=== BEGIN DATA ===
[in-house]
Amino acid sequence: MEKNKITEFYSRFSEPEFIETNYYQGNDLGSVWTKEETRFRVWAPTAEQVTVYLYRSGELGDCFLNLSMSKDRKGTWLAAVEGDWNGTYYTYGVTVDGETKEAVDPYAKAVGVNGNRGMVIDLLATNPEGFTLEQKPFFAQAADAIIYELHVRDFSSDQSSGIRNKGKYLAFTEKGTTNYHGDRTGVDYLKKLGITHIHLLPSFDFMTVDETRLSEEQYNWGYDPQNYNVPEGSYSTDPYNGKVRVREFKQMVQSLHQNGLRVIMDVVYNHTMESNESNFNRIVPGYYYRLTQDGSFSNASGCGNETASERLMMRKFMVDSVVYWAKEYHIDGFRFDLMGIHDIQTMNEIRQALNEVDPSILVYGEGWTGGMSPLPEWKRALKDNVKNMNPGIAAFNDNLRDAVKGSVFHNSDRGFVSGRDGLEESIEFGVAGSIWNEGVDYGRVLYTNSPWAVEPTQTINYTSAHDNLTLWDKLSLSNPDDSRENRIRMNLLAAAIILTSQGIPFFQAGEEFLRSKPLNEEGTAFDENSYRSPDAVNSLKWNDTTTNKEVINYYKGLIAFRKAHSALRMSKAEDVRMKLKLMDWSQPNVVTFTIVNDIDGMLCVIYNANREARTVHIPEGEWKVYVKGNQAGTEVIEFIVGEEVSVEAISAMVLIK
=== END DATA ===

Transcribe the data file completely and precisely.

[in-house]
Amino acid sequence: MEKNKITEFYSRFSEPEFIETNYYQGNDLGSVWTKEETRFRVWAPTAEQVTVYLYRSGELGDCFLNLSMSKDRKGTWLAAVEGDWNGTYYTYGVTVDGETKEAVDPYAKAVGVNGNRGMVIDLLATNPEGFTLEQKPFFAQAADAIIYELHVRDFSSDQSSGIRNKGKYLAFTEKGTTNYHGDRTGVDYLKKLGITHIHLLPSFDFMTVDETRLSEEQYNWGYDPQNYNVPEGSYSTDPYNGKVRVREFKQMVQSLHQNGLRVIMDVVYNHTMESNESNFNRIVPGYYYRLTQDGSFSNASGCGNETASERLMMRKFMVDSVVYWAKEYHIDGFRFDLMGIHDIQTMNEIRQALNEVDPSILVYGEGWTGGMSPLPEWKRALKDNVKNMNPGIAAFNDNLRDAVKGSVFHNSDRGFVSGRDGLEESIEFGVAGSIWNEGVDYGRVLYTNSPWAVEPTQTINYTSAHDNLTLWDKLSLSNPDDSRENRIRMNLLAAAIILTSQGIPFFQAGEEFLRSKPLNEEGTAFDENSYRSPDAVNSLKWNDTTTNKEVINYYKGLIAFRKAHSALRMSKAEDVRMKLKLMDWSQPNVVTFTIVNDIDGMLCVIYNANREARTVHIPEGEWKVYVKGNQAGTEVIEFIVGEEVSVEAISAMVLIK